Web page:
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I've got a template Singleton class that I use for a certain amount of important components of my code. Using a Singleton code-model is not the point of this question.

Now, I'd like to add to this class a static counter that is shared by every class that use this template. Let me code that for you (the code is not exhaustive):

template <class T>
class Singleton
{
public:
   Singleton(const std::string &name){ 
      printf("%s CTOR call #%d\n", name.c_str(), _counter);  
      _counter++; 
   }
   virtual ~Singleton(){}
private:
   static int _counter; // I want this to be shared by all classes
}

// I can only initialize it like this; sadly
template<class T> 
int Singleton<T>::_counter = 0;

// main code (simplified):
Singleton<MyClass1>("MyClass1") c1;
Singleton<MyClass2>("MyClass2") c2;
Singleton<MyClass3>("MyClass3") c3;
Singleton<MyClass4>("MyClass4") c4;

Expected output:

MyClass1 CTOR call #0
MyClass2 CTOR call #1 // counter is incremented
MyClass3 CTOR call #2
MyClass4 CTOR call #3

What I get is:

MyClass1 CTOR call #0
MyClass2 CTOR call #0 // counter is not incremented
MyClass3 CTOR call #0
MyClass4 CTOR call #0

Which means the static int is not shared, but rather specific to each class.

How can I have a "not-templated" counter in my template class? Is this possible with a header-only template?

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3 Answers 3

up vote 1 down vote accepted

As follows:

static int& counter()
{
  static int _counter = 0;
  return _counter;
}

Make this a member of your singleton and instead of the member variable, use this...

EDIT: I just re-read your question, you need to make this a member of another type, e.g:

struct Counter
{
   static int& counter()
   {
     static int _counter = 0;
     return _counter;
   }
};

template <class T>
class Singleton
{
public:
   Singleton(const std::string &name){ 
      std::cout << name <<Counter::counter() << std::endl;
      Counter::counter()++;
   }
   virtual ~Singleton(){}
private:
};
share|improve this answer
1  
This is the same thing. –  R. Martinho Fernandes Oct 8 '12 at 9:35
    
Yep, doesn't work :) –  Gui13 Oct 8 '12 at 9:41
    
Oh sh*t, I didn't read you question properly - stupid!! –  Nim Oct 8 '12 at 9:51
    
Your alternate solution works. I'll take your option, since stijn's is a bit more complicated (I upvoted both :)) –  Gui13 Oct 8 '12 at 11:00

You can have a separate class for Counter with internal static variable. So this is more like, "nested static" counting :).

For syntactic sugar, overload the opeartor ++ and whatever you need.

Below is the primary way of doing that:

struct Counter
{
  static unsigned int value;
  Counter& operator ++ (int) { value ++; return *this; }
  operator unsigned int () const { return value; }
};
unsigned int Counter::value = 0;

template <class T>
class Singleton
{
public:
   Singleton(const std::string &name){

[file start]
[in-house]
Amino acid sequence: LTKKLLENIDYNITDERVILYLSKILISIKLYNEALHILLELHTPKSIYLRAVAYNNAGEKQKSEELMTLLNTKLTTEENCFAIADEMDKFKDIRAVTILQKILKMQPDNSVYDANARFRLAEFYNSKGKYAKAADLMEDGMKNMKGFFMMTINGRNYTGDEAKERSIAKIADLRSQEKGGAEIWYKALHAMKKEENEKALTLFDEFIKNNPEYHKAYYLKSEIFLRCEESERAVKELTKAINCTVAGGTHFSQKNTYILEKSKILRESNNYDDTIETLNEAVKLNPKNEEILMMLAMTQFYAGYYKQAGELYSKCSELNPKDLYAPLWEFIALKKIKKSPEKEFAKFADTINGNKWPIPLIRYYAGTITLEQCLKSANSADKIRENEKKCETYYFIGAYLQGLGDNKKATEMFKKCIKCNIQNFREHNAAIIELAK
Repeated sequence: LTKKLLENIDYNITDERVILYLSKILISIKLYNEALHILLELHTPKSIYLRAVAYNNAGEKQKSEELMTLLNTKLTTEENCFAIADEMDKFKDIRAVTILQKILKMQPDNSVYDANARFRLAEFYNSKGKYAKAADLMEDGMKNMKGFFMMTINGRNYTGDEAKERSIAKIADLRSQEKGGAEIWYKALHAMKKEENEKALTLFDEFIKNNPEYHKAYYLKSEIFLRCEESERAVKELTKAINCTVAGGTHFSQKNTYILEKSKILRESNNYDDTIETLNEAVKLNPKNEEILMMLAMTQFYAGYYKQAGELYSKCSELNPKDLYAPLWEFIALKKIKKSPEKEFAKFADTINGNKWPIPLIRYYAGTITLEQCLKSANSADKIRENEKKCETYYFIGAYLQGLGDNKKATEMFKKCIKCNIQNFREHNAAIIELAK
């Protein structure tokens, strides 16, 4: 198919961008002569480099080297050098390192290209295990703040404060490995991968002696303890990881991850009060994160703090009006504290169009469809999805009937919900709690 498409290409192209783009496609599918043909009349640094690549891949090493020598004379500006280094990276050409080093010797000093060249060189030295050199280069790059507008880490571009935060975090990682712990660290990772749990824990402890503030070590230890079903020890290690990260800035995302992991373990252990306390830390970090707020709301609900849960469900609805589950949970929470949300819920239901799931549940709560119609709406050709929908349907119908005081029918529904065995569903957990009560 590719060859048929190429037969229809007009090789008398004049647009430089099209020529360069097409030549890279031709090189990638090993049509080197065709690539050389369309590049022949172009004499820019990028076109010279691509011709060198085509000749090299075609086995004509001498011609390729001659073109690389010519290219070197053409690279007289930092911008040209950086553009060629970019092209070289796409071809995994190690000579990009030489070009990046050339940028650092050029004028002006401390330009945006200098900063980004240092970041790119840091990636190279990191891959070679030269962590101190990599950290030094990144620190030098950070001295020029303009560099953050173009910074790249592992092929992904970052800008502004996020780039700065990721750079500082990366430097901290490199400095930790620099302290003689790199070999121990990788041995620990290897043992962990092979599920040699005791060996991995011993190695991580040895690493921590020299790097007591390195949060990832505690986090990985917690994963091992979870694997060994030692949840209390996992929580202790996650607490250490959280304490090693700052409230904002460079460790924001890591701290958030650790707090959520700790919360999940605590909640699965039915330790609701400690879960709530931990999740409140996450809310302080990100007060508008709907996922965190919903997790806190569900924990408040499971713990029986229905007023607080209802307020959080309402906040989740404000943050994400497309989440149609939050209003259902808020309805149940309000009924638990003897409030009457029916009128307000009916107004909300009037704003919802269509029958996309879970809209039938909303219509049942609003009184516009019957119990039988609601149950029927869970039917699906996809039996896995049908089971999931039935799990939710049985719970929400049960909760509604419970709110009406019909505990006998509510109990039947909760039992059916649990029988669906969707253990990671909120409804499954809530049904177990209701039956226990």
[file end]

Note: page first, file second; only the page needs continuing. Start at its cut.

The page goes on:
printf("%s CTOR call #%d\n", name.c_str(), s_counter.value);  
      s_counter++; 
   }   
   virtual ~Singleton(){}
private:
   static Counter s_counter; // shared by all classes
};

Here is a working demo.

Udpate: This is another way of 'forcing' header only template file where you don't have to define the Counter::value in a separate .cpp file; however I would prefer the above.

template<bool _true>
struct Counter
{
  static unsigned int value;
  Counter& operator ++ (int) { value ++; return *this; }
  operator unsigned int () const { return value; }
};
template<bool _true>
unsigned int Counter<_true>::value = 0;

template<>
struct Counter<false>; // disable the other alternative so no one can invoke it

template <class T>
class Singleton
{
public:
   Singleton(const std::string &name){ 
      printf("%s CTOR call #%d\n", name.c_str(), s_counter.value);  
      s_counter++; 
   }   
   virtual ~Singleton(){}
private:
   static Counter<true> s_counter; // shared by all classes
};
template<class T>
Counter<true> Singleton<T>::s_counter;
share|improve this answer
    
Problem is I have to provide a cpp file where I put the value instance. I guess I can't get over that fact... –  Gui13 Oct 8 '12 at 9:49
    
@Gui13, no you don't, use my snippet combined with this or stijn's solution... –  Nim Oct 8 '12 at 9:53
1  
On my setup, your solution doesn't link, because I have multiple instances of unsigned int Counter::value = 0; defined each time I include my "Singleton.h" file. Your test is working because there are no header files involved in it. For it to compile, I'd need to enclose the value in a member function, which finally comes down to Nim's alternate solution. –  Gui13 Oct 8 '12 at 10:59
    
@Gui13, what is the problem with defining the Counter::value in a .cpp file ? If you want to make it a header file only then it's trivial to make Counter a dummy template class; see the solution. But I would always prefer the former one. Having a separate class for managing counter may help you in future enhancements and more maintainable. –  iammilind Oct 8 '12 at 13:57

You could put the counter in a seperate class, and make it a template as well since you want header only. Example:

template <class T> 
struct Helper
{
  static int _counter;
};

template<class T>
int Helper<T>::_counter = 0;

struct Dummy{};

template <class T> 
class Singleton 
{ 
public: 
   Singleton(const std::string &name){  
     printf("%s CTOR call #%d\n", name.c_str(), Helper<Dummy>::_counter);   
     Helper<Dummy>::_counter++;  
   } 
   virtual ~Singleton(){} 
};

edit in comparision to Nim's solution this is of course waaaay too compilcated.. but consider it a practice in learning templates

share|improve this answer
    
Nope - my solution was stupid, I answered the wrong question... +1 for yours... :) –  Nim Oct 8 '12 at 9:52

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